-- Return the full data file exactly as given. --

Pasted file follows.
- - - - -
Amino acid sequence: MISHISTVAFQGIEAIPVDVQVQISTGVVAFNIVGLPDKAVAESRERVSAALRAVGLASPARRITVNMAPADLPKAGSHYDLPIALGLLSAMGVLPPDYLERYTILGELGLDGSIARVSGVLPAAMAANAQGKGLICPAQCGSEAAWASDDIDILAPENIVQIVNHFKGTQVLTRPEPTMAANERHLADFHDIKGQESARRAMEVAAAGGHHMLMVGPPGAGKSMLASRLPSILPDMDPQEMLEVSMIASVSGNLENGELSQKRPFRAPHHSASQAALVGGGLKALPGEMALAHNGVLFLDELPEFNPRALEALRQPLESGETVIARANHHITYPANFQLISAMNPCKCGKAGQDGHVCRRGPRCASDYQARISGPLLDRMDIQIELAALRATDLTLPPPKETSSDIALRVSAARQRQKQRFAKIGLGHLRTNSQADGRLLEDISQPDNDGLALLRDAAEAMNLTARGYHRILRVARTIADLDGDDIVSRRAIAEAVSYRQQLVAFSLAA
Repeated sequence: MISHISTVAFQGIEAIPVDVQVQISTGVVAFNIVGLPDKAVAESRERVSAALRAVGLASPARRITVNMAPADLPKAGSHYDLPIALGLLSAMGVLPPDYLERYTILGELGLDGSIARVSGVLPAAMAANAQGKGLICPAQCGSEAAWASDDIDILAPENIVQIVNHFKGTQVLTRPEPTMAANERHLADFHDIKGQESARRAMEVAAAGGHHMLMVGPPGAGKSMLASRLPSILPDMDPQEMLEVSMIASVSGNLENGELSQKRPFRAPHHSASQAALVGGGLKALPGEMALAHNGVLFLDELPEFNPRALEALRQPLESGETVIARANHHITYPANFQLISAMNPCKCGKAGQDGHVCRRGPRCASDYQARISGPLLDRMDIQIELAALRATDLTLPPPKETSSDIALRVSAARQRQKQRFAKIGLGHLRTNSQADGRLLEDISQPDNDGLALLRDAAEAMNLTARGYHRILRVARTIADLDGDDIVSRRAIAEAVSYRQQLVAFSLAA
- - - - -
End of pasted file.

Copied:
Amino acid sequence: MISHISTVAFQGIEAIPVDVQVQISTGVVAFNIVGLPDKAVAESRERVSAALRAVGLASPARRITVNMAPADLPKAGSHYDLPIALGLLSAMGVLPPDYLERYTILGELGLDGSIARVSGVLPAAMAANAQGKGLICPAQCGSEAAWASDDIDILAPENIVQIVNHFKGTQVLTRPEPTMAANERHLADFHDIKGQESARRAMEVAAAGGHHMLMVGPPGAGKSMLASRLPSILPDMDPQEMLEVSMIASVSGNLENGELSQKRPFRAPHHSASQAALVGGGLKALPGEMALAHNGVLFLDELPEFNPRALEALRQPLESGETVIARANHHITYPANFQLISAMNPCKCGKAGQDGHVCRRGPRCASDYQARISGPLLDRMDIQIELAALRATDLTLPPPKETSSDIALRVSAARQRQKQRFAKIGLGHLRTNSQADGRLLEDISQPDNDGLALLRDAAEAMNLTARGYHRILRVARTIADLDGDDIVSRRAIAEAVSYRQQLVAFSLAA
Repeated sequence: MISHISTVAFQGIEAIPVDVQVQISTGVVAFNIVGLPDKAVAESRERVSAALRAVGLASPARRITVNMAPADLPKAGSHYDLPIALGLLSAMGVLPPDYLERYTILGELGLDGSIARVSGVLPAAMAANAQGKGLICPAQCGSEAAWASDDIDILAPENIVQIVNHFKGTQVLTRPEPTMAANERHLADFHDIKGQESARRAMEVAAAGGHHMLMVGPPGAGKSMLASRLPSILPDMDPQEMLEVSMIASVSGNLENGELSQKRPFRAPHHSASQAALVGGGLKALPGEMALAHNGVLFLDELPEFNPRALEALRQPLESGETVIARANHHITYPANFQLISAMNPCKCGKAGQDGHVCRRGPRCASDYQARISGPLLDRMDIQIELAALRATDLTLPPPKETSSDIALRVSAARQRQKQRFAKIGLGHLRTNSQADGRLLEDISQPDNDGLALLRDAAEAMNLTARGYHRILRVARTIADLDGDDIVSRRAIAEAVSYRQQLVAFSLAA